The Mexican Folkloric Dance Company of Chicago


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Echoes of the Southeast

Chiapas is located in the southeastern region and is the "other" frontier of Mexico. Its name comes from the Nahuatl: Chiapan or river of Chia. Most of the state is embedded in a semi-tropical forest full of vegetation and wild life and is the home to various indigenous groups, direct descendants of the Mayan civilization that inhabited the area before the Spanish conquest.

Chiapas is sub-divided into several regions, each demarked by the most predominant indigenous group. Because of this regional and ethnic division, the state's folklore is extensive and varied. It includes several styles, most of which are reminiscent of ancient Maya rituals that have managed to survive to the present. These dances either include mocking animal moves of sounds or are still extremely religious in their themes.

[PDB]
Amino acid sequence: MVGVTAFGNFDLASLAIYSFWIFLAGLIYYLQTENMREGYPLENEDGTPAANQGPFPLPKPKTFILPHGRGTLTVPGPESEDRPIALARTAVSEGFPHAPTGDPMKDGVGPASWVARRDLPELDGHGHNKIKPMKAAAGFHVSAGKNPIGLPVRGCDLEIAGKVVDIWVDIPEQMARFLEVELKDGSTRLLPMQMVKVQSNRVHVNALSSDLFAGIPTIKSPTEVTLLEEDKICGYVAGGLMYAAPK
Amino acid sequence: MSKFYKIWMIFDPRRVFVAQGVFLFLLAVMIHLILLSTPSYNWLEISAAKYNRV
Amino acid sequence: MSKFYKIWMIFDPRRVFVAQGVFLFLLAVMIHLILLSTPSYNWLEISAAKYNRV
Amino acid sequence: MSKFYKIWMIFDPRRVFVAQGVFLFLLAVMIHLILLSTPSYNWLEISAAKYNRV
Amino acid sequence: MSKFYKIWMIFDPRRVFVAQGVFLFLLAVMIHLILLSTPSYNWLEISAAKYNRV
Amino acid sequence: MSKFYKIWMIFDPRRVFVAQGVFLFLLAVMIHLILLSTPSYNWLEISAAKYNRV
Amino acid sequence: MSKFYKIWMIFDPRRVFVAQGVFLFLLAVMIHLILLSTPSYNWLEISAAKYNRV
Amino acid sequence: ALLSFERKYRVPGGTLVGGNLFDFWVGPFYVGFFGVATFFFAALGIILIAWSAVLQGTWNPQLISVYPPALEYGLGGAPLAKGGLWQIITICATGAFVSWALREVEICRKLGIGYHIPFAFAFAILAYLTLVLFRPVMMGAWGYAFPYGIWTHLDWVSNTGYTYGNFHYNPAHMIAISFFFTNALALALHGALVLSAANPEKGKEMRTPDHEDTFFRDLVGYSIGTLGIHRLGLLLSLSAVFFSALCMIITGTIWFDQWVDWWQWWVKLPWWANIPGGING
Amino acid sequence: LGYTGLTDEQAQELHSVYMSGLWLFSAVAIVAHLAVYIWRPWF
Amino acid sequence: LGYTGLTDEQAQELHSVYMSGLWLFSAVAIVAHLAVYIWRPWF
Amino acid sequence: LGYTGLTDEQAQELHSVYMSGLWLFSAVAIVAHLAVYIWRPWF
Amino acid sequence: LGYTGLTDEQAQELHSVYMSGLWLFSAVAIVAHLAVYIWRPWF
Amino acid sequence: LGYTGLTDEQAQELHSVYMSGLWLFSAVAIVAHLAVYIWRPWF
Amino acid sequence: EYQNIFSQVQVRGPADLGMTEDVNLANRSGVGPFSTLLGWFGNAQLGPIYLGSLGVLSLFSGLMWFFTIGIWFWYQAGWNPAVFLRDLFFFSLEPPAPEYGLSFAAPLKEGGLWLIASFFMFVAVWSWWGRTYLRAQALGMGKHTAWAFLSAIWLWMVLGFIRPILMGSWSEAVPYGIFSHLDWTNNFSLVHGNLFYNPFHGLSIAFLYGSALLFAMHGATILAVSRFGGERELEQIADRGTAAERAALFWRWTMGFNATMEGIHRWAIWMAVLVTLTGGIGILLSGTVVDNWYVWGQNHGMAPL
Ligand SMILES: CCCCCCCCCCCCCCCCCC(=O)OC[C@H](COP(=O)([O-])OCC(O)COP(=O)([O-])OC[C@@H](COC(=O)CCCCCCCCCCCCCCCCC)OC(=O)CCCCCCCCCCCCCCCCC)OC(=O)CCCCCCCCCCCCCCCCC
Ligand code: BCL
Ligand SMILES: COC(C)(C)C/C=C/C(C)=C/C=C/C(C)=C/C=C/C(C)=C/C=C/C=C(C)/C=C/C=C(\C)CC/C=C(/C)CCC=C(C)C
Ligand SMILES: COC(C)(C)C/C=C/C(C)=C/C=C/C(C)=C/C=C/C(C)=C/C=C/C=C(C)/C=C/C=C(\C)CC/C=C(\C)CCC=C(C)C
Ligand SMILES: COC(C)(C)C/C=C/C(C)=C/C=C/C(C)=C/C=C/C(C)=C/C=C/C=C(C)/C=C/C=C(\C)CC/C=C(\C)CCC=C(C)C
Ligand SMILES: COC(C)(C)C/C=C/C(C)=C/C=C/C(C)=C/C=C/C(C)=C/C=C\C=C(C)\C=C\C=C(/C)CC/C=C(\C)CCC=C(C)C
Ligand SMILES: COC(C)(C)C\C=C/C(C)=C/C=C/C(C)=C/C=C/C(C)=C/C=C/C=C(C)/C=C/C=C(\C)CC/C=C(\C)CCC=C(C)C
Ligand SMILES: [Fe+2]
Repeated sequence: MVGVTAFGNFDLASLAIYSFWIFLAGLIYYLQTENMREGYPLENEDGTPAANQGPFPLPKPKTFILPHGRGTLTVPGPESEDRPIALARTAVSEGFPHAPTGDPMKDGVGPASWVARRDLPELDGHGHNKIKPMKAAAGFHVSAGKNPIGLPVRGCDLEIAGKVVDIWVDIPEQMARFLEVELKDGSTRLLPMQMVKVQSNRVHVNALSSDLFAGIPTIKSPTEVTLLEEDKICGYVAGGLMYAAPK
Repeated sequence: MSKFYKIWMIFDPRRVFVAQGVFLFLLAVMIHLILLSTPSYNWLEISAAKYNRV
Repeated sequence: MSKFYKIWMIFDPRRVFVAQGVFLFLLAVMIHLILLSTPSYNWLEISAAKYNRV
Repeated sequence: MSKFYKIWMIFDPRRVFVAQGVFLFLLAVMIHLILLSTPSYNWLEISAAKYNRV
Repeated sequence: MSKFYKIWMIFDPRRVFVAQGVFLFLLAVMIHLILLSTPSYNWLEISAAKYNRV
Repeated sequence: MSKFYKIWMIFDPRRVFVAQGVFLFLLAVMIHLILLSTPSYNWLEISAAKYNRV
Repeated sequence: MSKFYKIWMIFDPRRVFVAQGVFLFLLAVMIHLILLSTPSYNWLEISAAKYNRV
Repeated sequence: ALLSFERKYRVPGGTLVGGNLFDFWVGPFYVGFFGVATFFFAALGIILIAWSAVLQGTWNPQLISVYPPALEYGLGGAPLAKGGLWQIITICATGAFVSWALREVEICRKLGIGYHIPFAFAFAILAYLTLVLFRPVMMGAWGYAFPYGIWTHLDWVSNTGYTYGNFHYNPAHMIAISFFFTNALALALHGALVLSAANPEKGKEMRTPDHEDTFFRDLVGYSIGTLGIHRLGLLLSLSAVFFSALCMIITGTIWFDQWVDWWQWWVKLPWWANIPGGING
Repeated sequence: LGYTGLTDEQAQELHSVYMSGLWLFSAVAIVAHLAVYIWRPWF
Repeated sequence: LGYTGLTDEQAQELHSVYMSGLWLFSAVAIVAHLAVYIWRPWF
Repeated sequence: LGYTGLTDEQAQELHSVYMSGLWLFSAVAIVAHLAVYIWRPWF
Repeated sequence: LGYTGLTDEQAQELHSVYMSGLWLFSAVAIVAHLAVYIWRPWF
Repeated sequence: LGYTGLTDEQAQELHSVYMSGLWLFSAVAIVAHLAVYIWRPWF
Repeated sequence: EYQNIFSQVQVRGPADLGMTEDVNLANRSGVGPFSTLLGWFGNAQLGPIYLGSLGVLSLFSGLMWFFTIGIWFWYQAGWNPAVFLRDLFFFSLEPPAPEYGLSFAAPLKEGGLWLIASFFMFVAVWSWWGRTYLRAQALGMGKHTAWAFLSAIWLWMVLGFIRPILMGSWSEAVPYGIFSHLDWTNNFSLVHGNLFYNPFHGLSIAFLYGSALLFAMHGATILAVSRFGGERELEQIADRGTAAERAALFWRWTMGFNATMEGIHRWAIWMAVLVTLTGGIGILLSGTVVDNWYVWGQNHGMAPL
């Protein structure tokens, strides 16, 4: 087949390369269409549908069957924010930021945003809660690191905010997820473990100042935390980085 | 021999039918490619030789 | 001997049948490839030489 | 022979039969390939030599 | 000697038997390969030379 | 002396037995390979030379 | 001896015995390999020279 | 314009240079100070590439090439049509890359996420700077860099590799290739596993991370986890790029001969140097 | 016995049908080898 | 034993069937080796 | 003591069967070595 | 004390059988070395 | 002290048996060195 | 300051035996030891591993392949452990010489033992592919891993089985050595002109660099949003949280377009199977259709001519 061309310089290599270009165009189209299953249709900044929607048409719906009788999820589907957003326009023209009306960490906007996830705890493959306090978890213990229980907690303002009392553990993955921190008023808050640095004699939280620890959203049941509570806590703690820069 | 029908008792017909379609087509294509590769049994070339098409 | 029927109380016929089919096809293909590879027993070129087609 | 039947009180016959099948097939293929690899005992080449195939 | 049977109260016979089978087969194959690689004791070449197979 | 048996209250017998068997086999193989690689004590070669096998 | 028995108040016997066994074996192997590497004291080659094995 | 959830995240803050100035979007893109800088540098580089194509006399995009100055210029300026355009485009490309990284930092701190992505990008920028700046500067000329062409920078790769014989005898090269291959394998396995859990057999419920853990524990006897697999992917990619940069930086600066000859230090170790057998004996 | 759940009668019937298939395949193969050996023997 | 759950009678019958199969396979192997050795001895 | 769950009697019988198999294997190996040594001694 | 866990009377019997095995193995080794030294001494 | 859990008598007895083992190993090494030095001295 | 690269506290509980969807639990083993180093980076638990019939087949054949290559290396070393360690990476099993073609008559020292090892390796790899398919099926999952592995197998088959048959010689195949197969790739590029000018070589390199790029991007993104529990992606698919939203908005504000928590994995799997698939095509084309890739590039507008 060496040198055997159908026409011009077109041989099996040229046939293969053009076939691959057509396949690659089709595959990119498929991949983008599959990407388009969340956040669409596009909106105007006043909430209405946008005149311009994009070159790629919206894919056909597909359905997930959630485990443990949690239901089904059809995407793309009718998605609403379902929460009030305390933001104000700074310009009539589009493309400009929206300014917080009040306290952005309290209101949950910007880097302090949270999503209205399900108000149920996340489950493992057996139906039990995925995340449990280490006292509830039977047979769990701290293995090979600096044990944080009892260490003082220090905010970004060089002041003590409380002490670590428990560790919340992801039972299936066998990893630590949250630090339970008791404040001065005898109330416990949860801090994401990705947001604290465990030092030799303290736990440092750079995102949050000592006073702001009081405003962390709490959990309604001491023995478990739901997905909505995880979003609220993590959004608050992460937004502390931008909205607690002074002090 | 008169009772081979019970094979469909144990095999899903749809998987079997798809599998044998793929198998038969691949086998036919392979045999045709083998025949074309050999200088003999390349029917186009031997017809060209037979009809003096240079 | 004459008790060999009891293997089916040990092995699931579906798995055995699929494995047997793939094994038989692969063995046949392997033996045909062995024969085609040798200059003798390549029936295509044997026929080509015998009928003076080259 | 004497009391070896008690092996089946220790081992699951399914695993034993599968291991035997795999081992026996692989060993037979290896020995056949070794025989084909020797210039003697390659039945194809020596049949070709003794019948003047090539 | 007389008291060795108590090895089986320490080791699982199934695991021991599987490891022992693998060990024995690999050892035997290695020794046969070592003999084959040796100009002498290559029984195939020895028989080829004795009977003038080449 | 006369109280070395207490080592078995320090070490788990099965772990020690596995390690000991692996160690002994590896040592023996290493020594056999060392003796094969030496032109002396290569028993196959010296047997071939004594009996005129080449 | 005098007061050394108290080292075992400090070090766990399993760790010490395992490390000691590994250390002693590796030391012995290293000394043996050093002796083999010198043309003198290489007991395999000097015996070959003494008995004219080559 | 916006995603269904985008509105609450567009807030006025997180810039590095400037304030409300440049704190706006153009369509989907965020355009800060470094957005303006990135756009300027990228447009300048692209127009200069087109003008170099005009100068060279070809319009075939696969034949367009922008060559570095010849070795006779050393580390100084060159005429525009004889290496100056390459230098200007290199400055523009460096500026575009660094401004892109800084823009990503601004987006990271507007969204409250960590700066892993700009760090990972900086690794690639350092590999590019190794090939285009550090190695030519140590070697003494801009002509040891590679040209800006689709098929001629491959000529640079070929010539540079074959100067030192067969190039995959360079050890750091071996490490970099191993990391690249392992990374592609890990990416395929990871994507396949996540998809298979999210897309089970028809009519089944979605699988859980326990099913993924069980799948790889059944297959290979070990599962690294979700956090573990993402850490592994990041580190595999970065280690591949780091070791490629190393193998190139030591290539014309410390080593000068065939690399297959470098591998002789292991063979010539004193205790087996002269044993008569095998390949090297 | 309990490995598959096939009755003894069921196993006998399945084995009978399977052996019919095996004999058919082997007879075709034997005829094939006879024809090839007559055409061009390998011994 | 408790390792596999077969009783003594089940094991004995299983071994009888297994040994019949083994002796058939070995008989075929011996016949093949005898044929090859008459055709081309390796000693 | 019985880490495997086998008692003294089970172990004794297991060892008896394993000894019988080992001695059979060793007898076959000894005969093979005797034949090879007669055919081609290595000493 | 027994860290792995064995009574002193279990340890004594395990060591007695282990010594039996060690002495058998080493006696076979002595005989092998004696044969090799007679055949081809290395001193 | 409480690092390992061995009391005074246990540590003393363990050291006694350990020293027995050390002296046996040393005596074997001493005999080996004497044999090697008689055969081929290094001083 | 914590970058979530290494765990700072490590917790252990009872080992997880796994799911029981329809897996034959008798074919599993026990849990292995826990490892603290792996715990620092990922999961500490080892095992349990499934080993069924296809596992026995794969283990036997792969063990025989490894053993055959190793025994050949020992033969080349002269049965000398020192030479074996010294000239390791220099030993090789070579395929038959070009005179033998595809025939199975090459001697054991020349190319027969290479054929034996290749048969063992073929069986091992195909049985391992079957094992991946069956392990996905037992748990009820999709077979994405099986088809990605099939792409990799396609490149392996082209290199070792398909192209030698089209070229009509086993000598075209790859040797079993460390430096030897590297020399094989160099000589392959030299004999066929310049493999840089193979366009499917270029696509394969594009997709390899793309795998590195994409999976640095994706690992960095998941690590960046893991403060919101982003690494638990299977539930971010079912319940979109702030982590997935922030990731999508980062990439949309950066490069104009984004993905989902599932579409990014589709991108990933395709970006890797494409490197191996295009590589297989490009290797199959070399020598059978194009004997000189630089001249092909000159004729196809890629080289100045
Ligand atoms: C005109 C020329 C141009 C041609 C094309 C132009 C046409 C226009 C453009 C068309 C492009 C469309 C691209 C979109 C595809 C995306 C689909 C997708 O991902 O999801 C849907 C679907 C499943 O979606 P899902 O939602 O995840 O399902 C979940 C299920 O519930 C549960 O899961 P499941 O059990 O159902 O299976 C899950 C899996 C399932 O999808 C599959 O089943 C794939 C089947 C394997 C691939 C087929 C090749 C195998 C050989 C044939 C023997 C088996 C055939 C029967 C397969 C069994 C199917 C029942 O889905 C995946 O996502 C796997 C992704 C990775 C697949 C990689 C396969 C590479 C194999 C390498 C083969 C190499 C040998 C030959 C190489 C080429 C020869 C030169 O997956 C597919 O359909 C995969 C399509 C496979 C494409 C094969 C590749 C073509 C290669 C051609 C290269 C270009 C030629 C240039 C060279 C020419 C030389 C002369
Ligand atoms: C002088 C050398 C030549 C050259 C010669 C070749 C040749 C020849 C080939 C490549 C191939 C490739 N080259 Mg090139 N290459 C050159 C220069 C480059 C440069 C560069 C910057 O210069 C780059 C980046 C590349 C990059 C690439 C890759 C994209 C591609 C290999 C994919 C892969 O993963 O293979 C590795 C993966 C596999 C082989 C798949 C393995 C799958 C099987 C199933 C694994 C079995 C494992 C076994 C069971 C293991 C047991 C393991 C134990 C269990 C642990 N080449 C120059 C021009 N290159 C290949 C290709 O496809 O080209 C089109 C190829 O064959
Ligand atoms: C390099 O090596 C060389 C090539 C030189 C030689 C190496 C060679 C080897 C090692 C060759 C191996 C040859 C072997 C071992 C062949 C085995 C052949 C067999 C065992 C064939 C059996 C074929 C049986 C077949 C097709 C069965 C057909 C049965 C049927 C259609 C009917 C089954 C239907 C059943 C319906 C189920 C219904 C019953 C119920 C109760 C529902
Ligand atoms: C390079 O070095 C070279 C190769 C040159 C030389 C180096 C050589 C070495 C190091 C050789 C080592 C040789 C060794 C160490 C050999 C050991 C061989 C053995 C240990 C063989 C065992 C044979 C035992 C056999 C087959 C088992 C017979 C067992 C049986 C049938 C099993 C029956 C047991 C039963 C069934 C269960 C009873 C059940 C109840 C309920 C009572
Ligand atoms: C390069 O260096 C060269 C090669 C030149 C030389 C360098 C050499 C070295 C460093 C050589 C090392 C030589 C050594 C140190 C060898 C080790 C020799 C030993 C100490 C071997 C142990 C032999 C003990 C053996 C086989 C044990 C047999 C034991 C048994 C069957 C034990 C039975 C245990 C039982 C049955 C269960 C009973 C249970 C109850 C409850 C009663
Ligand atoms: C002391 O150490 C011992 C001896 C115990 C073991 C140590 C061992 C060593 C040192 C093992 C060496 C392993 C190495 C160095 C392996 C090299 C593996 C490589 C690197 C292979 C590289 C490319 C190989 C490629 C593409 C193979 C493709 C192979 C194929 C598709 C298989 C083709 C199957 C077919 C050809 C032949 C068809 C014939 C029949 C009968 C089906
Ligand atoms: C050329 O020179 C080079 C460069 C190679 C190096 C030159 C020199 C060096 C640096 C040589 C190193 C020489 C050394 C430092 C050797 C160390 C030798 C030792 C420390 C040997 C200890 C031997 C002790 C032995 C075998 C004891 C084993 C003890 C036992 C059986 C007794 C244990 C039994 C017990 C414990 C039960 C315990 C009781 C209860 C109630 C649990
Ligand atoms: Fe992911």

The dance style follows the "son" style found in the rest of Mexico: Intricate foot stomping, partner choreography or soft, waltz-like tempos.


It would take a complete, web site to describe the immense and rich variety of daily use garb of Chiapas' ethnic diversity, not including the celebration and religious outfits.

However, what has become the traditional "Chiapas" attire is a modern creation that has captured the vivid colors of local flora against the darkness of the jungle.

Listen to the Marimba

Music for indigenous dancing is also varied, it is played on harps, flutes, wind orchestras, violins, marimbas, or plain percussion. Typical music for the Chiapas "son" is mostly played on marimbas of local manufacture.

The marimba is a percussion instrument similar to the xylophone that came from Africa into Mexico during the colonial period by the African slaves. The original instrument created the resonance with tuned water filled gourds. But the abundance of precious woods in the Chiapas and Guatemala jungles have provided the resonance bars that to the present characterize this masterful instrument. Marimbas have been the source of inspiration for many Mexican musicians, while most of Guatemala's folklore is played on them. The destiny of both locations lived a converging history some time ago.

© Copyright José Luis Ovalle, 2007 - 2022. All Rights Reserved. Derechos reservados.

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